Does ‘Musee De Beaux Arts’ Or ‘Dover Beach’ Express Universal Truths About Suffering, Art, And Life?

1227 words - 5 pages

Aesthetics is a part of philosophy that pertains to the nature of beauty, art, and taste with the creation and appreciation of beauty. When speaking casually, if we describe a piece of literature, or picture, or anything as ‘aesthetically pleasing’ we usually are referring to the feeling of pleasure we get once looking at it. In this respect the sense of ‘aesthetic’ is loosely synonymous with that of ‘artistic’. Aesthetics derives from a Greek word meaning ‘things perceptible to the sense’, or ‘sensory impressions’. At its broadest, anything could have an aesthetic effect simply by virtue of being sensed and perceived. However, since this definition, aesthetics became narrowed to mean not just sense perception in general but ‘perception of the beautiful’ in particular. The poem ‘Dover Beach’ written by Matthew Arnold is categorised as a classic for its understated, discreet style and gripping expression of spiritual despair. ‘Dover Beach’ is considered an accurate representation of the Victorian Era. It illustrates the mood and tone of society at that time and how they lived their everyday lives. The Victorian Period was also known as the ‘Time of Trouble’ which took a large toll on the happiness of the people. Many writers in this period started to take on a melancholic tone in their work, Arnold included. Broadly, the poem ‘Dover Beach’ is about human misery and loss of religious faith.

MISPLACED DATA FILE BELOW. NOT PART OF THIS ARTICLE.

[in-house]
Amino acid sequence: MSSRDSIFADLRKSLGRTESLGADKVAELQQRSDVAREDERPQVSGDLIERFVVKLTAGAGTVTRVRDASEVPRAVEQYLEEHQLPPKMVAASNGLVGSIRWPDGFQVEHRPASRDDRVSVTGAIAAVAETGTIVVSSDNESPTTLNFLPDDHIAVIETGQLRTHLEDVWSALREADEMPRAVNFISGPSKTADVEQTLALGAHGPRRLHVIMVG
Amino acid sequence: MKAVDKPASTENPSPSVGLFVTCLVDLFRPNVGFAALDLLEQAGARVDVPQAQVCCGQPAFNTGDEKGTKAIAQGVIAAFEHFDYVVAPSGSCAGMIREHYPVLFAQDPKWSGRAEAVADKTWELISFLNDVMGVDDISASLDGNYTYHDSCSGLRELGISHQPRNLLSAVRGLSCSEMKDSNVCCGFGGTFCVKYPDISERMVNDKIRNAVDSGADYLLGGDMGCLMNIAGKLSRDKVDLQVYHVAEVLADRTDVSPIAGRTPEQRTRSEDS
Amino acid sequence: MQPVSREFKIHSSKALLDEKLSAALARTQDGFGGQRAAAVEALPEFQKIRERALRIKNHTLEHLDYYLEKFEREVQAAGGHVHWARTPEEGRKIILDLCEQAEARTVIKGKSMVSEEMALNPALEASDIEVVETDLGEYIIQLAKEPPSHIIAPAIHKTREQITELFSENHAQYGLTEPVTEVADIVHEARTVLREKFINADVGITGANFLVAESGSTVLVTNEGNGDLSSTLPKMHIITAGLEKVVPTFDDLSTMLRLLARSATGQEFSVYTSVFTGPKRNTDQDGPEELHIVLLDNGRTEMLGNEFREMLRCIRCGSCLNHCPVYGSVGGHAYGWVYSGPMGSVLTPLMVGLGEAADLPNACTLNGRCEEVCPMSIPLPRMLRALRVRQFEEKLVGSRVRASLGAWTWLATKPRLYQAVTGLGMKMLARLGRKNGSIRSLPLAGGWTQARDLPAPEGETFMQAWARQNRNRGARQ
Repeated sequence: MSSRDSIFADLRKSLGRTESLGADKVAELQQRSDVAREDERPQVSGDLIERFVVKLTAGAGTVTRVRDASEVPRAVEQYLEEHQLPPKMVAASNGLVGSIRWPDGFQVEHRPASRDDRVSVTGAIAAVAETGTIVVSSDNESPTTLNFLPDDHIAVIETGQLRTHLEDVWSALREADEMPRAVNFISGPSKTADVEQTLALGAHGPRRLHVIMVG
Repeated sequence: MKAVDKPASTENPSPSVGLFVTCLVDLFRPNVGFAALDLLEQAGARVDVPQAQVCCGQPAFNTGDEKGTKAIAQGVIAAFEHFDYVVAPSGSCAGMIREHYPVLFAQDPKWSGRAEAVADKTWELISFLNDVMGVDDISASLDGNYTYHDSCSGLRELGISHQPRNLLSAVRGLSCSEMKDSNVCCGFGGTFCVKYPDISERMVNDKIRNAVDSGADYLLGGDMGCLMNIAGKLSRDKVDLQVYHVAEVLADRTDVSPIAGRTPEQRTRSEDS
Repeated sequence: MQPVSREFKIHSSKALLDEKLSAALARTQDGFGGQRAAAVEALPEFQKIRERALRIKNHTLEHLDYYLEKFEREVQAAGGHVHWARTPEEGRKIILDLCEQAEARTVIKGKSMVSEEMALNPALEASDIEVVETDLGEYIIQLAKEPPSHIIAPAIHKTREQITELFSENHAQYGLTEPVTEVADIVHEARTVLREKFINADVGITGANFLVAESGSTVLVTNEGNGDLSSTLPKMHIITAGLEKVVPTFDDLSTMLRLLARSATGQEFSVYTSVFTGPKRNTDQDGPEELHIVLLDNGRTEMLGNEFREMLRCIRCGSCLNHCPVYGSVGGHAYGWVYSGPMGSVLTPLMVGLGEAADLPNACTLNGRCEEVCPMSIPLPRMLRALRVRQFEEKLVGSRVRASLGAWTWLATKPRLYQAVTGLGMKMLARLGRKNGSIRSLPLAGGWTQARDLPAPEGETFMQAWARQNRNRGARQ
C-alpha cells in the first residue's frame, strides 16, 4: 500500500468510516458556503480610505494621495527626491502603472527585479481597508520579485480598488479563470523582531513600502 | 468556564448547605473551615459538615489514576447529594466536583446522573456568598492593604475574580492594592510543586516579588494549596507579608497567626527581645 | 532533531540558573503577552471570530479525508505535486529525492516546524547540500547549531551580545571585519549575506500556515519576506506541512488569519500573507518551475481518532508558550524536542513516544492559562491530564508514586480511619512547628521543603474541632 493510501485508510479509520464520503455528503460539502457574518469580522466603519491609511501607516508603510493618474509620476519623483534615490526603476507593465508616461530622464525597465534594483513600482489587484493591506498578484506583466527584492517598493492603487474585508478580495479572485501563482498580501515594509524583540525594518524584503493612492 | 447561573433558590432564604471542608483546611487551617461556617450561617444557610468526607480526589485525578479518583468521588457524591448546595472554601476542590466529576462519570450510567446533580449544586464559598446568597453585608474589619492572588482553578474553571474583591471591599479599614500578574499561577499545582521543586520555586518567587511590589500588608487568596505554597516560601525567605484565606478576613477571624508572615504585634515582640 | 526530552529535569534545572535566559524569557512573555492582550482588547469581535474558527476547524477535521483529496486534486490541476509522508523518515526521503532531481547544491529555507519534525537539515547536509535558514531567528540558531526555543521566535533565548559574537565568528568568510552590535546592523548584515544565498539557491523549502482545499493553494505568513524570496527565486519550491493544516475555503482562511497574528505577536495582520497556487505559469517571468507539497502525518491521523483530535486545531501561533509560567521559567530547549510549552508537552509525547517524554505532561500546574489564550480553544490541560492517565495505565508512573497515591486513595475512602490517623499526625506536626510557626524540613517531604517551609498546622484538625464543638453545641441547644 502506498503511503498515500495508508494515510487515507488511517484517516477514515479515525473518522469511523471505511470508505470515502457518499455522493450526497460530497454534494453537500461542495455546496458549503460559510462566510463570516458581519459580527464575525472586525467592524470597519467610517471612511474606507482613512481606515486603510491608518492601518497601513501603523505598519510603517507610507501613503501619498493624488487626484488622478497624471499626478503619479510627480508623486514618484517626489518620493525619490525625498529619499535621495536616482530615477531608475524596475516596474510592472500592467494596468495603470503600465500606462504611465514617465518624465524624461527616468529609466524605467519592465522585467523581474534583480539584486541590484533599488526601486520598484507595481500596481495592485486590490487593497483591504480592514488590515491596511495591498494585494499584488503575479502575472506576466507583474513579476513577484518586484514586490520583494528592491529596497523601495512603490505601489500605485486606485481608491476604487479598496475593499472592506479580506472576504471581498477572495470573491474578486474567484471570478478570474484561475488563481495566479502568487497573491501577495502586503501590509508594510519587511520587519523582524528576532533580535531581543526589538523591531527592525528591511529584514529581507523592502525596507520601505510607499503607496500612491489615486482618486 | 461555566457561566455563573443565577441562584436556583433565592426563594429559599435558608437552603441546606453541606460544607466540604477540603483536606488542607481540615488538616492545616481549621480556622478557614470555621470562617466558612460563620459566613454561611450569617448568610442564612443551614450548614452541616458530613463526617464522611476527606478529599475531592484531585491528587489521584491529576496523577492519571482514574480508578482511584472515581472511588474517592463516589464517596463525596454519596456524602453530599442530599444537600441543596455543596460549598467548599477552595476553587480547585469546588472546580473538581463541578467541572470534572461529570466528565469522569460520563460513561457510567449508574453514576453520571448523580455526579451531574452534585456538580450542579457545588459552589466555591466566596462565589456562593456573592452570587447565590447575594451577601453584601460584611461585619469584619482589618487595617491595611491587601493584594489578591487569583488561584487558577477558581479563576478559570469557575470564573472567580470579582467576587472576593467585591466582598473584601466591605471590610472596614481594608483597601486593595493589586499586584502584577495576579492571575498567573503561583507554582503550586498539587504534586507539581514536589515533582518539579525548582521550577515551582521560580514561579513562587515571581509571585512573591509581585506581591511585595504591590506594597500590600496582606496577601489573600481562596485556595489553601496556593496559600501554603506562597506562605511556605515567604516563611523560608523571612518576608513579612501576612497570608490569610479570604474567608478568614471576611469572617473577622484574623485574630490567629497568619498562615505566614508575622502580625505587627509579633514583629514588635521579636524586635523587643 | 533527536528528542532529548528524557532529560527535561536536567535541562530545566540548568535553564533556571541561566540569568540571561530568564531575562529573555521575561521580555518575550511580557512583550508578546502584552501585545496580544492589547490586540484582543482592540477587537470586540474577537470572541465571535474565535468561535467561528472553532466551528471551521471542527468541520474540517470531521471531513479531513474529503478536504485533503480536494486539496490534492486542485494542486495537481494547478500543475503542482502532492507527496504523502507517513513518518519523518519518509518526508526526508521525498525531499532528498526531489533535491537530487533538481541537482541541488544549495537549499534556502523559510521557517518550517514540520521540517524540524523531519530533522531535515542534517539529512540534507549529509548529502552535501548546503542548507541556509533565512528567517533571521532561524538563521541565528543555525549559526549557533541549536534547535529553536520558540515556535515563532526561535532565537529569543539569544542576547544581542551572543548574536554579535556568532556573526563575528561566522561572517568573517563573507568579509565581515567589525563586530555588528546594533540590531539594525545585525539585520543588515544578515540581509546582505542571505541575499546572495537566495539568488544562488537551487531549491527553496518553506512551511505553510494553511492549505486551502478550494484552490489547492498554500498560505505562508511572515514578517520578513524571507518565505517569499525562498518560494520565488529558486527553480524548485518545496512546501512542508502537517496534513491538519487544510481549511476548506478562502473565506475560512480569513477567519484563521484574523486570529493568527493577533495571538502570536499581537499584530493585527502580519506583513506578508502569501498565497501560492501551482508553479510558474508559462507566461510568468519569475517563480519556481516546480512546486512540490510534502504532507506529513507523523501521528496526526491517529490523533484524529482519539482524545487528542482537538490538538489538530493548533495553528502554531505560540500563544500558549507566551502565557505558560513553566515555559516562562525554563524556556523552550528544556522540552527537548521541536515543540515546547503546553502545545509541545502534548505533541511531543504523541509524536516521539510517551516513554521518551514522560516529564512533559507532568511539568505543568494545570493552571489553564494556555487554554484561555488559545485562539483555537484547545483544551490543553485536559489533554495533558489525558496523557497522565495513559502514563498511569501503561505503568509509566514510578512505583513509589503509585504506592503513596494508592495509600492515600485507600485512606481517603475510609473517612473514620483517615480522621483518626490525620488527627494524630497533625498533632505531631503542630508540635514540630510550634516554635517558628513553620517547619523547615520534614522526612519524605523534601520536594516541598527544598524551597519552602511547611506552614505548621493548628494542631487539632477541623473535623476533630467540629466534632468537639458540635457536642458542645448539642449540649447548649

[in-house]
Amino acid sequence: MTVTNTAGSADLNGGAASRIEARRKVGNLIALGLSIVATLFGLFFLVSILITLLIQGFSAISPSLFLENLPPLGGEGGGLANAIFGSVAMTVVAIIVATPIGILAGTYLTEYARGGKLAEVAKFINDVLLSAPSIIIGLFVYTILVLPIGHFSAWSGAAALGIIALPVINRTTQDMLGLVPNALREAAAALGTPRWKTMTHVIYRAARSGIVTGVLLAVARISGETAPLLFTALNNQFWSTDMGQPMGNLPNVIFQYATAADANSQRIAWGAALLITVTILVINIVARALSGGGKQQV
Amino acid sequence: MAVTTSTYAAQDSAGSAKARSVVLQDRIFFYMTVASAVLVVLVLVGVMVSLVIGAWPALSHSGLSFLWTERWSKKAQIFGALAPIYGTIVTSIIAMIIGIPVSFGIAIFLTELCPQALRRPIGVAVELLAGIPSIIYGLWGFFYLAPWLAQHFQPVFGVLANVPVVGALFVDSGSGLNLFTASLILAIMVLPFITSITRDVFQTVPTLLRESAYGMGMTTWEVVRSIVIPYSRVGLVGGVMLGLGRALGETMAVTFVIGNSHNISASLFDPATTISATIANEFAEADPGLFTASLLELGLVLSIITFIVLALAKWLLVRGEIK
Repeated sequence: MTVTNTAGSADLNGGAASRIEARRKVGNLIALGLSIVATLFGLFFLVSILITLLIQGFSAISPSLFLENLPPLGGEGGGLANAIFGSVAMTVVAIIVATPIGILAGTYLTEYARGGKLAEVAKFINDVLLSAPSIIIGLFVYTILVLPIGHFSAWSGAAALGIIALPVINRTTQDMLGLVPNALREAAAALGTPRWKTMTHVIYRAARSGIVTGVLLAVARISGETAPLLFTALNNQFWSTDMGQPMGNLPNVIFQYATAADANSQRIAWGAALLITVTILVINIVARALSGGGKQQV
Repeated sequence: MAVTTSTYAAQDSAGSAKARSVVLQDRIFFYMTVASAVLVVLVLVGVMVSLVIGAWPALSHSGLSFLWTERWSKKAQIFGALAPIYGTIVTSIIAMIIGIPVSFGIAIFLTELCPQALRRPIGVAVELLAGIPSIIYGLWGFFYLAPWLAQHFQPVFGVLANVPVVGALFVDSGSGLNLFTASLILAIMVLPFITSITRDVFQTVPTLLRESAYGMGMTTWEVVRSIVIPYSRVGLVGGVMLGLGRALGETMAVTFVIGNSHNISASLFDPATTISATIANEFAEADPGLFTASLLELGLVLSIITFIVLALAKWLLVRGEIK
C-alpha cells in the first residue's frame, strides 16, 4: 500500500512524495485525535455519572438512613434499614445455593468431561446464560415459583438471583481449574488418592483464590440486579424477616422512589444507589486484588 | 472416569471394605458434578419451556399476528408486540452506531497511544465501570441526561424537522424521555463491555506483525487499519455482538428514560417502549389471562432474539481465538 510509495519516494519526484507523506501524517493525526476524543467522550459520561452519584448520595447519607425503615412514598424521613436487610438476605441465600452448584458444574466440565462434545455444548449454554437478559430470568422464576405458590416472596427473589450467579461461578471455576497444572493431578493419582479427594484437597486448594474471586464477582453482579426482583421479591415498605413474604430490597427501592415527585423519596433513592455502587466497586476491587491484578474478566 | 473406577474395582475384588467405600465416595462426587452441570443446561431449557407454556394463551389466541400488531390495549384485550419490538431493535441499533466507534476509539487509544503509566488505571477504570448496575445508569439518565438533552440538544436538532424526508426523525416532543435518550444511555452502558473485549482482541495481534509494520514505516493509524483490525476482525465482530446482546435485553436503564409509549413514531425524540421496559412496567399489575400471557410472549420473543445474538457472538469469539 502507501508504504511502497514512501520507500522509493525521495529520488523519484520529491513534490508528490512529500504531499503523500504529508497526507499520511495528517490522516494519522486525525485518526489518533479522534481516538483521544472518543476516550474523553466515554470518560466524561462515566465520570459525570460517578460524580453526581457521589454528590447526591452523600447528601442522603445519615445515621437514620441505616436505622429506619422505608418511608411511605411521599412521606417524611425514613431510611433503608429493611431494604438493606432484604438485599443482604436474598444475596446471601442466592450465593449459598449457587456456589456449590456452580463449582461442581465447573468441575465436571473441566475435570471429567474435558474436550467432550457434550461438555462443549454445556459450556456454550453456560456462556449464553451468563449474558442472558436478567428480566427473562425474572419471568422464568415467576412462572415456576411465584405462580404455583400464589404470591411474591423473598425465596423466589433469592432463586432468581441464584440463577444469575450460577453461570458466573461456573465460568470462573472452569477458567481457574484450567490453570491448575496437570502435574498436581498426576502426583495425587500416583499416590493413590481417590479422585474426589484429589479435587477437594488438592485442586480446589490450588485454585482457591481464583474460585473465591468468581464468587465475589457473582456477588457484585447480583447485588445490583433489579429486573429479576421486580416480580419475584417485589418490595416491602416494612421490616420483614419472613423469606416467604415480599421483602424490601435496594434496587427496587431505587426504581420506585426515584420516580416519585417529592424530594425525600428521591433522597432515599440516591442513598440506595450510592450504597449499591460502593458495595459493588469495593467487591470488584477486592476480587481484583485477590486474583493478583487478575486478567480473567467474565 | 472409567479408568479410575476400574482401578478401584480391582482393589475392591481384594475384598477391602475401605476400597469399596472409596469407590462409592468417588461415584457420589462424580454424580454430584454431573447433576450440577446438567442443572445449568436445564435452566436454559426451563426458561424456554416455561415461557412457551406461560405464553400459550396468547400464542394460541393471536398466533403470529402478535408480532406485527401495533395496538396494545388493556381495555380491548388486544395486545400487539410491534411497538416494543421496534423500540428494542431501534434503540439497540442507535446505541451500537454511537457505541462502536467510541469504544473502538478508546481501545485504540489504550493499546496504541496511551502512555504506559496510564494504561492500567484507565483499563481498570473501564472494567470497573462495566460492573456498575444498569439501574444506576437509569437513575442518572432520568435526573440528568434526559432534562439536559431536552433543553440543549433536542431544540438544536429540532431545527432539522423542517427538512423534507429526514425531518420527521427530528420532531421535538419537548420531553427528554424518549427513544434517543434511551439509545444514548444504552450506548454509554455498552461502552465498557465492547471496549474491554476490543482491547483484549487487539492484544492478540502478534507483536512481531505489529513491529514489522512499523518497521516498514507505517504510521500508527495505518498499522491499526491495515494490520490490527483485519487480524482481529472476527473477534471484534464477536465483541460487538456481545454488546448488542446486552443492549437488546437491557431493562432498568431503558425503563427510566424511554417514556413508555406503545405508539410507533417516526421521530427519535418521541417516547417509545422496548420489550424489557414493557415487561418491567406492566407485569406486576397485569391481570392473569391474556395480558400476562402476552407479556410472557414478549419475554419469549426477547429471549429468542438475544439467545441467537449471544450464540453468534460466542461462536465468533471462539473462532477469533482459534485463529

The beginning of the poem instills both the physical and mental awareness of the speaker, a person engrossed with the sensory imagery displaced before them. In the first few lines of the poem, the visual imagery suggests a feeling of calamity and serenity with phrases like “The sea is calm to-night.” “The tide is full, the moon lies fair” and “out in the tranquil bay”. Matthew Arnold uses a lot of pathetic fallacy here, allowing him to evoke the feeling of sadness onto inanimate objects, in this case, the sea. Following these lines, the poems states ‘the light/ gleams and is gone’. The initial phrases such as “The sea is calm tonight” and “tranquil bay” both represent what is visible. However, the last ‘is’ before the ‘gone’ emphasises that the light is no longer there - it is no longer conspicuous to the senses. It is gone, leaving nothing but darkness behind. When looking at the metaphorical aspect of the subsequent lines, the light represents infallibility, thus, not only is the light diminished, but so is the feeling of certainty. The darkness makes it hard to differentiate who is who, reiterating this sense of ambiguity. Additionally, the alliteration of ‘g’ and ‘m’ in the words ‘gleams’ and ‘glimmering’ create a stuttering tone which further adds to the sense of uncertainty. The auditory imagery of the following six lines, beckoned by the turn of the “Listen!,” introduces the “grating roar/Of pebbles”. The pebbles could be seen as another metaphor for humans to demonstrate how small and inferior we are in relation to nature. We are completely thrown...

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